A Lightning channel can be thought of as a string of beads stretched between two people. Referring to Fig. 1, Alice can pay Bob by pushing one of her beads to his side. If Bob also has a Lightning channel with Carol, Alice can pay Carol through Bob: she pushes a bead over to Bob, who then pushes a bead over to Carol. The fundamental rule — and the reason behind the Lightning Network’s liquidity problems — is that the beads can move from side to side but cannot leave the string they’re on.

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Fig. 1. Alice can send a payment to Carol by routing it through Bob. Because beads cannot leave the string they are on, Bob ends up with one more bead on his string with Alice, and one fewer bead on his string with Carol.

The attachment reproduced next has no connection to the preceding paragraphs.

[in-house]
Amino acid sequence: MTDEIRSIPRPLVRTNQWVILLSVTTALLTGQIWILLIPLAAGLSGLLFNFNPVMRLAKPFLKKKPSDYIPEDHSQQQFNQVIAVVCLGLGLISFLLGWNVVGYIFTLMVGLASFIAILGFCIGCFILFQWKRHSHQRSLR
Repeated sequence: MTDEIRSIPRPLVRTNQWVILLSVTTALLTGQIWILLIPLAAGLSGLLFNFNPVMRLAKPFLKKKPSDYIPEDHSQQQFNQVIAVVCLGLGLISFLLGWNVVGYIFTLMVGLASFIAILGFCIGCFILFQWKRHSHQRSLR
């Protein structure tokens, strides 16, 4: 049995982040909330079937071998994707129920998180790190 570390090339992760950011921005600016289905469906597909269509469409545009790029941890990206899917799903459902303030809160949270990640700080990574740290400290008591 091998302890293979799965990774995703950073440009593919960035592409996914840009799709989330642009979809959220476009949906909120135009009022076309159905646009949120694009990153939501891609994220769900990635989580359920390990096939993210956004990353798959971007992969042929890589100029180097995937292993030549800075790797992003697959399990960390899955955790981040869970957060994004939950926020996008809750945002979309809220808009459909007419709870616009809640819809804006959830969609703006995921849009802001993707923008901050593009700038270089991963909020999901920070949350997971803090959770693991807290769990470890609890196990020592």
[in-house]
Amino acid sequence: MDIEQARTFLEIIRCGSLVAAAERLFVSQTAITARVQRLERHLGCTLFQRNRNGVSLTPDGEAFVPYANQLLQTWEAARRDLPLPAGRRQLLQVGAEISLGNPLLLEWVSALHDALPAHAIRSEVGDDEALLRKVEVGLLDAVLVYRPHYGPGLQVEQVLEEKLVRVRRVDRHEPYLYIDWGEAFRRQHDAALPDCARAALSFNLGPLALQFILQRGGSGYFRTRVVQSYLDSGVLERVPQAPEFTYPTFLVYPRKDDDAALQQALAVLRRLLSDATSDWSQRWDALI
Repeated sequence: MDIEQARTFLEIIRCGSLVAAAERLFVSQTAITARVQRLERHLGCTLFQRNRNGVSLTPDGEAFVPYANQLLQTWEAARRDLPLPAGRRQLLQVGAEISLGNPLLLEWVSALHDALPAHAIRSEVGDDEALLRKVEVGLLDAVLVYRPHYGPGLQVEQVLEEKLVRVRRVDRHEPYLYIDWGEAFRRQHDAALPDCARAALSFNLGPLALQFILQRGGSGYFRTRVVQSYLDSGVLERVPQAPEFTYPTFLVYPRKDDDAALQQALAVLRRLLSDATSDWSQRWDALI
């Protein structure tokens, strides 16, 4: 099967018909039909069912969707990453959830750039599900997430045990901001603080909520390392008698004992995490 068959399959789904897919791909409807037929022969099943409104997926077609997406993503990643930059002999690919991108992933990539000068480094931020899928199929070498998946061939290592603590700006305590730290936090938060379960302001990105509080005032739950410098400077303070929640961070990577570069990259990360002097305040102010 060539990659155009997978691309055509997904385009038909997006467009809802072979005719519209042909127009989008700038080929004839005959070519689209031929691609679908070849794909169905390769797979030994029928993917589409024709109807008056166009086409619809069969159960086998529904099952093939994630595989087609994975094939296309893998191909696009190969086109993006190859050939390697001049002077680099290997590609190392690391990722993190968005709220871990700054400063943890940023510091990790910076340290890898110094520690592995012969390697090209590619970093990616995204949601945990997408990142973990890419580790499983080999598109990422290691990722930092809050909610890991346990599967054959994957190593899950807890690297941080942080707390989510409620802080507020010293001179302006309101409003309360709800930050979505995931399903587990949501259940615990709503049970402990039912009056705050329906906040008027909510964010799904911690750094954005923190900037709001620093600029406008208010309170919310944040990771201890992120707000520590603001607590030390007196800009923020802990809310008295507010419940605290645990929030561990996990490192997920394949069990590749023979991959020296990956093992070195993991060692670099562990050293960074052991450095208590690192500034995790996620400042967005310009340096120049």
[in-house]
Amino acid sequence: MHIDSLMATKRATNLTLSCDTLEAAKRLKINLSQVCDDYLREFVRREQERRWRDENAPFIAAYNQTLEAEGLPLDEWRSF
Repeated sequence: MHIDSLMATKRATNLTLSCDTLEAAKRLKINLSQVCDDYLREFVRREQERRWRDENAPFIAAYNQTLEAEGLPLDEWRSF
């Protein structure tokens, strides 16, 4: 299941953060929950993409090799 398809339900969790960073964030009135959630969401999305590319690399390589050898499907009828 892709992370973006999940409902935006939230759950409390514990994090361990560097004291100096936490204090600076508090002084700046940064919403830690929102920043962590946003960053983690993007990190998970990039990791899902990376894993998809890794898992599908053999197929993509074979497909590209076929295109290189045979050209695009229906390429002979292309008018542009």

That’s all you need to know to understand the way money can flow in the Lightning Network. But this model doesn’t tell us anything about why Lightning payments are secure. For example, what is stopping Bob from simply keeping the bead Alice pushed towards him and never sending one on to Carol? The purpose of this article is to answer the question “what makes Lightning payments ‘trustless’?” …

About

Peter R. Rizun

Bitcoin Unlimited, Chief Scientist

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